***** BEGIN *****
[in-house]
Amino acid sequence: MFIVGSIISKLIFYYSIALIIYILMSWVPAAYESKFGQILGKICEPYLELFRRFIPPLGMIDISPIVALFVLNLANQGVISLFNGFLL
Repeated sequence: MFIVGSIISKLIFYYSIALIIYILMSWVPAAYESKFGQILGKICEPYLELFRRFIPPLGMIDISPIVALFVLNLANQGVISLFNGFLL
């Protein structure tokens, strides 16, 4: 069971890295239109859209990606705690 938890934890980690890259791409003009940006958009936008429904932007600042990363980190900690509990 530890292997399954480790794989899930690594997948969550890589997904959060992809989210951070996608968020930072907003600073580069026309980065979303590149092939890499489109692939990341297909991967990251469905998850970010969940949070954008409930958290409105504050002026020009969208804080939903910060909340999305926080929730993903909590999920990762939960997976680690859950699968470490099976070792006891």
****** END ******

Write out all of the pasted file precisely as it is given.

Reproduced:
[in-house]
Amino acid sequence: MFIVGSIISKLIFYYSIALIIYILMSWVPAAYESKFGQILGKICEPYLELFRRFIPPLGMIDISPIVALFVLNLANQGVISLFNGFLL
Repeated sequence: MFIVGSIISKLIFYYSIALIIYILMSWVPAAYESKFGQILGKICEPYLELFRRFIPPLGMIDISPIVALFVLNLANQGVISLFNGFLL
């Protein structure tokens, strides 16, 4: 069971890295239109859209990606705690 938890934890980690890259791409003009940006958009936008429904932007600042990363980190900690509990 530890292997399954480790794989899930690594997948969550890589997904959060992809989210951070996608968020930072907003600073580069026309980065979303590149092939890499489109692939990341297909991967990251469905998850970010969940949070954008409930958290409105504050002026020009969208804080939903910060909340999305926080929730993903909590999920990762939960997976680690859950699968470490099976070792006891």